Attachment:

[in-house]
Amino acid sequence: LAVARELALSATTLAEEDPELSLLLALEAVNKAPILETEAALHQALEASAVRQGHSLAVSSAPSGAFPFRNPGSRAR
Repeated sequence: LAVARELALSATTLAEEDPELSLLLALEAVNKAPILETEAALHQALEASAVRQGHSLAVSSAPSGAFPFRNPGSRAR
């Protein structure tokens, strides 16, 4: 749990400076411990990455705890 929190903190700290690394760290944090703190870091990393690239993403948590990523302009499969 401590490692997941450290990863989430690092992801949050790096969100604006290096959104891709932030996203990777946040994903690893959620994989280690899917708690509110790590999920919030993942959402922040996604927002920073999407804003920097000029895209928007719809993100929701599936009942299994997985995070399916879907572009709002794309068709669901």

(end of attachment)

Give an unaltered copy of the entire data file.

[in-house]
Amino acid sequence: LAVARELALSATTLAEEDPELSLLLALEAVNKAPILETEAALHQALEASAVRQGHSLAVSSAPSGAFPFRNPGSRAR
Repeated sequence: LAVARELALSATTLAEEDPELSLLLALEAVNKAPILETEAALHQALEASAVRQGHSLAVSSAPSGAFPFRNPGSRAR
């Protein structure tokens, strides 16, 4: 749990400076411990990455705890 929190903190700290690394760290944090703190870091990393690239993403948590990523302009499969 401590490692997941450290990863989430690092992801949050790096969100604006290096959104891709932030996203990777946040994903690893959620994989280690899917708690509110790590999920919030993942959402922040996604927002920073999407804003920097000029895209928007719809993100929701599936009942299994997985995070399916879907572009709002794309068709669901």